] in which reserpine treatment causes a reduction in locomotor activity that could be related to long-lasting muscular mechanical hyperalgesia, tactile allodynia and tenderness, but also to depression characteristic of FM pathogenesis [34
]. Moreover, Blasco-Serra and colleagues [35
] documented the depressive-like symptoms in RIM group; they observed the rats had significant aversion to eating in a novel environment. In our study, rats treated with reserpine showed a clear decrease in food consumption and consequently in body weight. In addition, the atrophy of muscle fiber described by Bonaterra et al. [32
] is consistent with our results. According other authors [19
], the underlying mechanisms of these alterations could be inflammation and oxidative stress processes characteristic of FM and also in the RIM model. In particular, our data provide information on the possible mechanisms showing an increase in morphological damage caused by ROS and a reduction in endogenous antioxidants, including SOD and CAT, in gastrocnemius. We also evaluated COX-1, a constitutive marker of myogenesis in different muscles including cardiomyocytes [15
]. In particular, we showed that COX-1 was decreased in RIM animals, as already reported by De Almeida and colleagues [37
]. Therefore, we suggest that COX-1 has an important musculoskeletal protective role. Moreover, we studied SIRT3 expression and we demonstrated it to be highly expressed in RIM rats. Considering its role in redox regulation by deacetylating mitochondrial proteins like acetyl-coenzyme A synthetase 2, glutamate dehydrogenase and SOD [38
], we propose that it has important protective effects against oxidative stress also in FM syndrome [39
]. Related to this finding, we noted that the levels of SOD1 and SIRT3 of the control rats at two months were lower compared with control group at one month and, in agreement with other authors [40
], we considered this reduction to be a result of physiological aging and oxidative stress process.
After obtaining these data and, in particular, considering the morphological and ultrastructural alterations of mitochondria, we analyzed the expression of NLRP3, which is a prominent marker of mitochondrial ROS generation and inflammation processes [19
]. Interestingly, NLRP3 is increased in rats treated with reserpine but not in the control animals at two months, due to age-related alterations. It is known that NLRP3 promotes inflammation, oxidative stress and cell death through the activation of inflammatory caspase 1 and caspase 5 [41
]. Our findings suggest that NLRP3 is important for progression of fibromyalgic disease as well as in diabetic cardiopathy [42
] and renal dysfunction [43
However, in addition to an adequate fibromyalgic-animal model that is needed for the identification of markers related to pathogenesis, it is also very important to study appropriate treatments and pharmacological therapies against FM. Thus, the present study also evaluated the potential beneficial effects of melatonin administration against the alterations induced in the RIM model. In accordance with several previous studies conducted with fibromyalgic patients [4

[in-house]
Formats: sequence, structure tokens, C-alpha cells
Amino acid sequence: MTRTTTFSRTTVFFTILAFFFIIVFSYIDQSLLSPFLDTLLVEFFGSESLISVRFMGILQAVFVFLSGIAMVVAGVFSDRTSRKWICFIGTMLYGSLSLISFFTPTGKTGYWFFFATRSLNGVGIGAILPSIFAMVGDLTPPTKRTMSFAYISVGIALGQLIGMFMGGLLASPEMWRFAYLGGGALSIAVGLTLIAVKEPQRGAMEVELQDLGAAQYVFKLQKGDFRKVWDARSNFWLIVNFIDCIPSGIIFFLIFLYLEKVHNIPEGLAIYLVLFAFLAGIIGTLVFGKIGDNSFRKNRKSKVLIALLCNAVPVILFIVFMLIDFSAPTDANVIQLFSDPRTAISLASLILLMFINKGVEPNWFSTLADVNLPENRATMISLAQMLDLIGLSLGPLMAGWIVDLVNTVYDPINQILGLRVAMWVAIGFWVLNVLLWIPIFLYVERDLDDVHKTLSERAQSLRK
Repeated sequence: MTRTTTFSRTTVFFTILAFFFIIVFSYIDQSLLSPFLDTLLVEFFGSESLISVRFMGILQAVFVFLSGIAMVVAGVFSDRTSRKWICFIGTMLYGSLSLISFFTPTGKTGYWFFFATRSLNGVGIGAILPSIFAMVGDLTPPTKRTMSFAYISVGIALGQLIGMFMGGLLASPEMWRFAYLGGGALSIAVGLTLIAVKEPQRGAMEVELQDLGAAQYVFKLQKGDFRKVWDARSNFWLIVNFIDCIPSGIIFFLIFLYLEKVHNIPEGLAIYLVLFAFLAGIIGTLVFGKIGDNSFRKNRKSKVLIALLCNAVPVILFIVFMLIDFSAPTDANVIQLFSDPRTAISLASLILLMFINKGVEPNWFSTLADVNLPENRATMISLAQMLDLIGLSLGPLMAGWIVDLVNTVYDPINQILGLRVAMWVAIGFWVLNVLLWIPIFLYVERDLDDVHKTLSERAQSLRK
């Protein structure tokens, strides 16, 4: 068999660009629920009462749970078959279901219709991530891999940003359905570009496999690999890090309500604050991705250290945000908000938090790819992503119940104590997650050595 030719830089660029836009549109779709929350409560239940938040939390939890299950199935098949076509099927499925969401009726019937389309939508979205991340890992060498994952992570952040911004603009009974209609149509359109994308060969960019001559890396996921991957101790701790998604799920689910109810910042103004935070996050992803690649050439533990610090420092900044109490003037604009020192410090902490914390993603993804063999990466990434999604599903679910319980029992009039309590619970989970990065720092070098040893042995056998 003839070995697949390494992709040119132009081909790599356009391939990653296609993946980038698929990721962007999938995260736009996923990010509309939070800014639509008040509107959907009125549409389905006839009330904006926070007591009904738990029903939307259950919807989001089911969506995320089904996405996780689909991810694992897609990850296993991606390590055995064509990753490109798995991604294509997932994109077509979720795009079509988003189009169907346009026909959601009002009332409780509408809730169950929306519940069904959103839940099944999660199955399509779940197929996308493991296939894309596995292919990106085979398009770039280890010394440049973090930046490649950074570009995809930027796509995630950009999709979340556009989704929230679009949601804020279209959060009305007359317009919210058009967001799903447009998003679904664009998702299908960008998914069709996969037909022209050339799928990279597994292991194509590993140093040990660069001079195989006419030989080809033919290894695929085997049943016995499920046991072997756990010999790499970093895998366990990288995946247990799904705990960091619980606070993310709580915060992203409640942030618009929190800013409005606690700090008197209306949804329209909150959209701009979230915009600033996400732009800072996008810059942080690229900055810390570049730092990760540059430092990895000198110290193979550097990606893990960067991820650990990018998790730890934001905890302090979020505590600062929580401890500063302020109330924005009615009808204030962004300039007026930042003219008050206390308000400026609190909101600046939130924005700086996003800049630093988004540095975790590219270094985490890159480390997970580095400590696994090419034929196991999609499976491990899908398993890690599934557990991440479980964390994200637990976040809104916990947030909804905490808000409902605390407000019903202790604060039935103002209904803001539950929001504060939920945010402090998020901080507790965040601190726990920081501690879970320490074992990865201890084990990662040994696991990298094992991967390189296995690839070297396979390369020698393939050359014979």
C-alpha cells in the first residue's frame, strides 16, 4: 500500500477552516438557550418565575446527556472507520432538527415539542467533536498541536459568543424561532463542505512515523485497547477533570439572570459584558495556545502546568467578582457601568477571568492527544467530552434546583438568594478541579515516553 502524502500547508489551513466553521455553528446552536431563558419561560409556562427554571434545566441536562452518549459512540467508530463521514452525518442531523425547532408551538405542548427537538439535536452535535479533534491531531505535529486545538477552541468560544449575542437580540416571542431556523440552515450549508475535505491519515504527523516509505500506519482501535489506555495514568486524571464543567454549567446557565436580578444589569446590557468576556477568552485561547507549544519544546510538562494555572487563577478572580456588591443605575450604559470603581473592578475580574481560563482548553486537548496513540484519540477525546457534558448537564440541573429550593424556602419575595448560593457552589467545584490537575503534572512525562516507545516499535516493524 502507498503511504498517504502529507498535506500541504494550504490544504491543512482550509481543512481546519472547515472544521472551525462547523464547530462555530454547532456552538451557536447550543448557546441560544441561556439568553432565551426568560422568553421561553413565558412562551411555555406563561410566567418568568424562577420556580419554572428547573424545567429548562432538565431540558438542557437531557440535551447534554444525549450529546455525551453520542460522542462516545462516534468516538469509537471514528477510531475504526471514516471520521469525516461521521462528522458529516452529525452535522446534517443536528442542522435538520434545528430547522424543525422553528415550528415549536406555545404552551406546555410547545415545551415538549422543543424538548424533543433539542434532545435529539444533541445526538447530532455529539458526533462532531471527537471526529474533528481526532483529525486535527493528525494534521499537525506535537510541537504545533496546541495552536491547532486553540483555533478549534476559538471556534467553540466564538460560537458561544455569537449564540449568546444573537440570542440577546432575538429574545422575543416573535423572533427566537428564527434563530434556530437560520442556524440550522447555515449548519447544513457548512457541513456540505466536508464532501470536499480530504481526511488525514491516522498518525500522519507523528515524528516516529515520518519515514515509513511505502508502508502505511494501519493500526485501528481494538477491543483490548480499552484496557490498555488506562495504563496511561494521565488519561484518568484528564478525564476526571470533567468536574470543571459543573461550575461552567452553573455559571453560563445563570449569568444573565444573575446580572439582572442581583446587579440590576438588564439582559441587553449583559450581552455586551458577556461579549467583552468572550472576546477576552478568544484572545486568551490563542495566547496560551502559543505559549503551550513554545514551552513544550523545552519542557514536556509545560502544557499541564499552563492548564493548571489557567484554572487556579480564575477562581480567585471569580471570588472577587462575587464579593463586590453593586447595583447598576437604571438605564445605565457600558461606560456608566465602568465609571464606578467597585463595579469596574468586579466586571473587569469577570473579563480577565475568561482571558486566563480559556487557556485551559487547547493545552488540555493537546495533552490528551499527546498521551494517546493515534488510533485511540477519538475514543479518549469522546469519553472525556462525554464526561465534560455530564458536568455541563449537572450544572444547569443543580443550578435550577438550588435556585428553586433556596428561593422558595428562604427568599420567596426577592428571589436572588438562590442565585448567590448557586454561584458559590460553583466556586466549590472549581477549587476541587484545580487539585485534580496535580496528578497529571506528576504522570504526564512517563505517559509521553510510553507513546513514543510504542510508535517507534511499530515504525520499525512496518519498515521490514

], our results showed that melatonin reduces significantly the damage induce by FM pathogenic process. In fact, we observed that the treatment with melatonin improved the in volountary motor activity compared with the RIM experimental group and with the group treated with reserpine and then with only tap water. Probably, melatonin treatment causes an improvement in rat’s spontaneous running activity because of its antioxidants and ant-inflammatory mechanisms of action, well known melatonin properties [47
]. Although these beneficial effects are potentially related also to analgesic [30
] melatonin properties, experimental studies as well as clinical trials in humans have demonstrated that melatonin has an analgesic properties in chronic, acute, inflammatory and neuropathic pain conditions, including fibromyalgia [44
]. Importantly, these effects seem MT2 receptor-mediated, as shown by the group of Granados-Soto describing that selective MT2 receptor partial agonists have analgesic properties through modulation of brainstem descending anti-nociceptive pathways [28
]. Furthermore, in our study, we evaluated the effects of melatonin treatment on skeletal muscle cell atrophy induced by reserpine observing that melatonin causes a significant increment in muscle weight and in myotubes diameter compared with RIM experimental group and the animals treated with reserpine and then only with tap water. In addition previous studies reported that melatonin reduces skeletal muscle atrophy and oxidative stress [49
]. In order to confirm the antioxidant, ant-inflammatory and protective roles of melatonin, we evaluated the skeletal muscle expression of endogenous antioxidant and of constitutive molecules and we found that melatonin modulates muscoloskletal ultrastructure, increases expression of SOD1, CAT, COX-1 and SIRT3 and decreaes NLRP3 compared with RIM experimental group and also with the groups treated reserpine and then only with tap water.
In summary, we suggest that melatonin thought its important inhibiting effect against NLRP3 activation together with its known antioxidant, ant-inflammatory and analgesic properties may block the fibromyalgic pathological processes (Figure 8
However, further studies on this topic are mandatory to better assess the potential melatonin mechanism(s) of action.